OLYMPIA – The Washington Department of Fish and Wildlife (WDFW) is seeking public input on a rule making proposal to reclassify Washington’s gray wolves (Canis lupus) from state endangered to sensitive, based on the current biological status of the species.
WDFW’s procedures anticipate that the status of wildlife species listed as endangered, threatened, or sensitive will be reviewed every five years through a periodic status review (PSR) process to assess available species information and recommend whether the species’ status warrants its current listing or if a reclassification is recommended.
Based on 14 years of data and trends on Washington’s wolf population and a population model developed at the University of Washington (UW), WDFW staff recommend reclassifying wolves from state endangered to sensitive. State endangered is defined as seriously threatened with extinction throughout all or a significant portion of its range within the state, while sensitive is defined as “vulnerable or declining and likely to become endangered or threatened in a significant portion of its range within the state without cooperative management or removal of threats” under WAC 220-610-110. For more information on the classifications of endangered, threatened, and sensitive species, read WDFW’s blog Understanding conservation categories for species in Washington: Endangered and Protected.
“Wolves in Washington have made significant progress toward recovery since their original state endangered listing in 1980, when there were no known breeding wolves in the state,” said Julia Smith, WDFW’s Endangered Species Recovery Section Manager. “This recommended reclassification to sensitive reflects that progress and most accurately describes the current status of wolves in Washington, while also recognizing that wolves are not yet established in western Washington and should remain protected.”
Members of the public can submit comments on the proposed rule several ways:
By going to publicinput.com/sepa_graywolf and submitting a written comment,
By emailing firstname.lastname@example.org,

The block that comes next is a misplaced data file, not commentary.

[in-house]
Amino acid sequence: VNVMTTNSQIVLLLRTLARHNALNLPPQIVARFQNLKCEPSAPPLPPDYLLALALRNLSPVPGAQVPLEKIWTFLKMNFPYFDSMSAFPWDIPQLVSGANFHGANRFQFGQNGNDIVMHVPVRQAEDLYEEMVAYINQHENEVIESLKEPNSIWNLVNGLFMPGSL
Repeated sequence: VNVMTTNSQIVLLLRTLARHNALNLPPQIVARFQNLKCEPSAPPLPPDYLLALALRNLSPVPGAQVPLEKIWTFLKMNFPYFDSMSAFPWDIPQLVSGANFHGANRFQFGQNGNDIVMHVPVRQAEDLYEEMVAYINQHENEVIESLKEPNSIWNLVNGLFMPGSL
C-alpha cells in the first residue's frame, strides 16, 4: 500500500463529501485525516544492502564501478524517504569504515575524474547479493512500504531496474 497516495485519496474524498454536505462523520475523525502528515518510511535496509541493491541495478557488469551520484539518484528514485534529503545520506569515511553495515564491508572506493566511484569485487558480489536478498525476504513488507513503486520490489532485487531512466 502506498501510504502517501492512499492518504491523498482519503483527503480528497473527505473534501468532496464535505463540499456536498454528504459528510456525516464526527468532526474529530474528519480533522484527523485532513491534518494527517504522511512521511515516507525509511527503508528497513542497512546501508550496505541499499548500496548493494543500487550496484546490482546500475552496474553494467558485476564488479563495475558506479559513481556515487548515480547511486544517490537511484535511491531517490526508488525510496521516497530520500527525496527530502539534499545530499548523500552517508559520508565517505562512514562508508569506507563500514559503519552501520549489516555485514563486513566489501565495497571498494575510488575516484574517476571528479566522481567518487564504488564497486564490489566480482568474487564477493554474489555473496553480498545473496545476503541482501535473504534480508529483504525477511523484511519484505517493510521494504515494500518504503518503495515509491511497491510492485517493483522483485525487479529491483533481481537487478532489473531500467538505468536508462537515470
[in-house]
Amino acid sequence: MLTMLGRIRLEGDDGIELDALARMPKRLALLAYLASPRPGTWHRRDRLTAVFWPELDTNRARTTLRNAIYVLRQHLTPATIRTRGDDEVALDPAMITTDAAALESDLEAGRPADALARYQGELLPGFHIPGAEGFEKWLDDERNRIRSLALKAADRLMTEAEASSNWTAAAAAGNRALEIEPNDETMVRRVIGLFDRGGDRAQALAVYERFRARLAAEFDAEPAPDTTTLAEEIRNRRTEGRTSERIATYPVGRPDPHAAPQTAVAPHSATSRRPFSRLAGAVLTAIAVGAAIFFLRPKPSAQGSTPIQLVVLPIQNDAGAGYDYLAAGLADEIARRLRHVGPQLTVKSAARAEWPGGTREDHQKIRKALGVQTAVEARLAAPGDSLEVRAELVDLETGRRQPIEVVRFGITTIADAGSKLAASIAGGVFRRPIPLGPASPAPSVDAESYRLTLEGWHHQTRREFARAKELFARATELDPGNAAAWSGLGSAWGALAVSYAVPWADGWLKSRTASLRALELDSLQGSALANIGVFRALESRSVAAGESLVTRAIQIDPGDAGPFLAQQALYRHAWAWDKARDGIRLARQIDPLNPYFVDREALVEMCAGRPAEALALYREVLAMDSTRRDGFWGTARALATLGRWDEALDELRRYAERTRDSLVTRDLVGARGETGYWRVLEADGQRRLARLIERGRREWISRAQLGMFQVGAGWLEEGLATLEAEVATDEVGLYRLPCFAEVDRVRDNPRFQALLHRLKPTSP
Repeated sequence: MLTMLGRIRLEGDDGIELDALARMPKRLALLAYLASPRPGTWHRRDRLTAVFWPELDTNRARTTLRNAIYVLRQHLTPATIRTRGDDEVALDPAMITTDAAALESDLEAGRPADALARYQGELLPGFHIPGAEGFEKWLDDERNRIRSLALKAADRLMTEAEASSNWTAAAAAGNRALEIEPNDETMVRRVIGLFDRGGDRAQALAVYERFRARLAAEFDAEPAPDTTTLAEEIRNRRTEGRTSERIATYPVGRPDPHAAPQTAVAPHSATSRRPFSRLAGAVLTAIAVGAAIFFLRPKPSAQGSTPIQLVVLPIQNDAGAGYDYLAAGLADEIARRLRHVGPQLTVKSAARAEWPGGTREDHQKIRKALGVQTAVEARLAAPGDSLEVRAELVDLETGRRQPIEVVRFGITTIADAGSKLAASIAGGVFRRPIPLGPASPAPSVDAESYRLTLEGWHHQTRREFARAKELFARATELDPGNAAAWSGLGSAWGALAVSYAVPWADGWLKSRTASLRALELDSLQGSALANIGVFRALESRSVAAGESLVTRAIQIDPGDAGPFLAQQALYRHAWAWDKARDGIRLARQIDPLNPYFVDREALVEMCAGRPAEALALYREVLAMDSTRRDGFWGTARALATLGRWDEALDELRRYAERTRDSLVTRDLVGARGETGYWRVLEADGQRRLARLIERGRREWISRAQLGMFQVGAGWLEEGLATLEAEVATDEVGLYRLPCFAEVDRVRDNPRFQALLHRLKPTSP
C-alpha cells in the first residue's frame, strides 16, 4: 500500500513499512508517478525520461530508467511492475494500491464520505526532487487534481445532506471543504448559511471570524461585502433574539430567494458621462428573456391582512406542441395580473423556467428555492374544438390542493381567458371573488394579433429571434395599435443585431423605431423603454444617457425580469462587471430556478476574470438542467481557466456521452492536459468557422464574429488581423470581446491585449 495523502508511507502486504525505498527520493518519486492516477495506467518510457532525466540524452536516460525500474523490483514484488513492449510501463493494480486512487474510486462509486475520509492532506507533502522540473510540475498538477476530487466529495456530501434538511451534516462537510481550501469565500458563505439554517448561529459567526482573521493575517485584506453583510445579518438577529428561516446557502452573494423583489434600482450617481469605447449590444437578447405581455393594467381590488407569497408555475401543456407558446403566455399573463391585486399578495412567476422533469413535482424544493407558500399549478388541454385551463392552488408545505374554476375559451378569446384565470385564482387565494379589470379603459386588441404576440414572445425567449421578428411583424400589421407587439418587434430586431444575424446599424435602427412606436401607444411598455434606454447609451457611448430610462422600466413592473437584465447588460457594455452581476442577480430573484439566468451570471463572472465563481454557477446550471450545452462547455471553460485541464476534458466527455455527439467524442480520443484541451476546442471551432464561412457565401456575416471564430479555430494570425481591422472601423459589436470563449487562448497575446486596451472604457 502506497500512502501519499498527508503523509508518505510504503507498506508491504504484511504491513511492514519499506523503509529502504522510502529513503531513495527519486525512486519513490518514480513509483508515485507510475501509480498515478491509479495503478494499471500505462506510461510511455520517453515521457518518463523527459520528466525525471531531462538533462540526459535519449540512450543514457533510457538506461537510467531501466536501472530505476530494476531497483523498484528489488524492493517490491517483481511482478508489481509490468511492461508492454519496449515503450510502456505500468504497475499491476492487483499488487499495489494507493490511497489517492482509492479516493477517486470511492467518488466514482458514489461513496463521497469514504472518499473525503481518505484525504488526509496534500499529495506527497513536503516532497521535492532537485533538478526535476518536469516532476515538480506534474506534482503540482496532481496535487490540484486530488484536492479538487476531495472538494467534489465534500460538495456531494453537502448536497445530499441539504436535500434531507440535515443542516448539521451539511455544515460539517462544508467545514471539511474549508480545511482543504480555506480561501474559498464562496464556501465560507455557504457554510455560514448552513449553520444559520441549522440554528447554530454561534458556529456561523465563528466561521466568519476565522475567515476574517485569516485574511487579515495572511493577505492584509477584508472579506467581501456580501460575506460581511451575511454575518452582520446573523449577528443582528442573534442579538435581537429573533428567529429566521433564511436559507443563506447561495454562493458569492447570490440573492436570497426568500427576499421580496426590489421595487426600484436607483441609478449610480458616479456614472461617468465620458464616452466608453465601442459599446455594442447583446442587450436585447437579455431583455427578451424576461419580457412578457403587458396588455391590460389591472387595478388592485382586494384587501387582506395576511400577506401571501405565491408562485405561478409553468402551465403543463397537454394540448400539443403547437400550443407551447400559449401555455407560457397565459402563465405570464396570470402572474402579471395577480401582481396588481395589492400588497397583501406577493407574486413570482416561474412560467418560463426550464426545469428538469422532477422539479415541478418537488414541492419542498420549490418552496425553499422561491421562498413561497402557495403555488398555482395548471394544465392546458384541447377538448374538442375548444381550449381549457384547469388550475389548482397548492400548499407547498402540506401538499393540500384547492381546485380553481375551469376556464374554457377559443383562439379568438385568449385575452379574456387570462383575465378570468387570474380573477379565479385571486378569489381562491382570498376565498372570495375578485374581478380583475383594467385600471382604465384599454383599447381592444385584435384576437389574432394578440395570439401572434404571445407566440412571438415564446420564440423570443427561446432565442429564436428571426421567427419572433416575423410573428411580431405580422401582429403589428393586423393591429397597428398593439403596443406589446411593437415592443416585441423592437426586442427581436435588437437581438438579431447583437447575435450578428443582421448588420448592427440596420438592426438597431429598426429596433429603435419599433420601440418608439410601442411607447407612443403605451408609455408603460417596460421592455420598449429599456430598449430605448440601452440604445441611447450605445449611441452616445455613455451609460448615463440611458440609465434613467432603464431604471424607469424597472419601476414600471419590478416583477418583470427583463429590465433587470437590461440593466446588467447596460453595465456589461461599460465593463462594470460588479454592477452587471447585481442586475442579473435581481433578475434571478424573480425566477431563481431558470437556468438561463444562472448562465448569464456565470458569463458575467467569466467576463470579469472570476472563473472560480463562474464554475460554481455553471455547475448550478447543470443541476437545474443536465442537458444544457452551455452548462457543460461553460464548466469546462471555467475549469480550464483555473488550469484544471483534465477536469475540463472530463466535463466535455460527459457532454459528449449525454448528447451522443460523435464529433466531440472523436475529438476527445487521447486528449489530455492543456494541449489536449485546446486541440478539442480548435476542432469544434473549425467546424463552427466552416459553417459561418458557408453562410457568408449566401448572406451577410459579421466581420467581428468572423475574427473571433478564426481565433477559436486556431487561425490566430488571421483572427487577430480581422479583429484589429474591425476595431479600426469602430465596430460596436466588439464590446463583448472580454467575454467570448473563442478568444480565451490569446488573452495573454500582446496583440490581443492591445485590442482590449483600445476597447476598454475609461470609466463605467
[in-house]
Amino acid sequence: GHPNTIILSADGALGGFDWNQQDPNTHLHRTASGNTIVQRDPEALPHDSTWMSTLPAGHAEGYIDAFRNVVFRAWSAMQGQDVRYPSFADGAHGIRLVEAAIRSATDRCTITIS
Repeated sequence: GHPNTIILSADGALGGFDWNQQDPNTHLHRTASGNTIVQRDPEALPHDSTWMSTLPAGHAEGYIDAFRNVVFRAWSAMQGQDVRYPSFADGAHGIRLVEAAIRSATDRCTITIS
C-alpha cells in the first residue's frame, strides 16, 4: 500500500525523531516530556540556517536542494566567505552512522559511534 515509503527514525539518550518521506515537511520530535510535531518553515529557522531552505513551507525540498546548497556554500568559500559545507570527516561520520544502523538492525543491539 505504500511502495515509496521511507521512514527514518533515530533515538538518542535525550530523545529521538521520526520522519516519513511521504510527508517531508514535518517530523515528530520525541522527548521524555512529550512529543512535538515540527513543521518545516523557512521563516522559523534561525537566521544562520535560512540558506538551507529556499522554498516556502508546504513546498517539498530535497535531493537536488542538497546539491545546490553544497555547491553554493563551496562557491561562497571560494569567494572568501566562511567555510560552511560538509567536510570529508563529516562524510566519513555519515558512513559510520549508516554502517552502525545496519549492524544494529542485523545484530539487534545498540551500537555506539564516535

By calling 855-925-2801 and entering project code 6505 to leave a voicemail,
Or by mailing written comments to Washington Department of Fish and Wildlife, attention Wildlife Program, P.O. Box 43200, Olympia, WA 98504.
WDFW will accept comments until 11:59 p.m. on May 6, 2024.
In the western two-thirds of Washington, where wolves are listed under the federal Endangered Species Act, this recommendation would not affect their federal status.
Under the proposed state sensitive status, wolves would be protected from unlawful take under RCW 77.15.130 and protection from hunting and malicious and intentional harassment would remain in place. Under state law (RCW 77.12.395), proactive nonlethal deterrents must be included in development of conflict mitigation guidelines regardless of listing status.
While the proposal to reclassify wolves is available for public review, WDFW staff are preparing the Washington Gray Wolf Conservation and Management Annual 2023 report. It will include information on status, distribution, and management of wolves in Washington from Jan. 1, 2023 through Dec. 31, 2023.
Because annual population data is of interest to both the public and the Washington Fish and Wildlife Commission, WDFW is offering an extended public comment period for the rule making proposal. The following timeline, which allows the public and the Commission time to see and consider information from both the PSR and the 2023 annual report, is as follows:
Feb. 7, 2024 - Publish Periodic Status Review for the Gray Wolf and open public comment period on the rule proposal.
March 15-16, 2024 - Fish and Wildlife Commission meeting that includes a briefing on the proposed rule change, followed by a public hearing.
April 18-20, 2024 - Fish and Wildlife Commission meeting where staff will present results from the Washington Gray Wolf Conservation and Management Annual 2023 report. The Commission will discuss if the data from the report should be considered when deciding whether to reclassify wolves in Washington.
May 6, 2024 - Public comment period ends at 11:59 p.m.
June 20-22 - Fish and Wildlife Commission meeting at which the Commission is tentatively scheduled to make a decision on the proposal.
Under the proposed change, WDFW will continue to work with partners, stakeholders, and communities on the recovery, conservation, and management of wolves, with a focus on reducing conflict between wolves and livestock, emphasizing proactive nonlethal conflict deterrence, achieving statewide recovery objectives, and supporting wolf expansion into all suitable habitat statewide.
All members of the public are invited to share their perspectives and participate in WDFW public feedback opportunities regardless of race, color, sex, age, national origin, language proficiency, religion, sexual orientation, gender identity and/or expression, status as a veteran, or basis of disability.
The Washington Department of Fish and Wildlife works to preserve, protect, and perpetuate fish, wildlife and ecosystems while providing sustainable fish, wildlife, and recreational and commercial opportunities.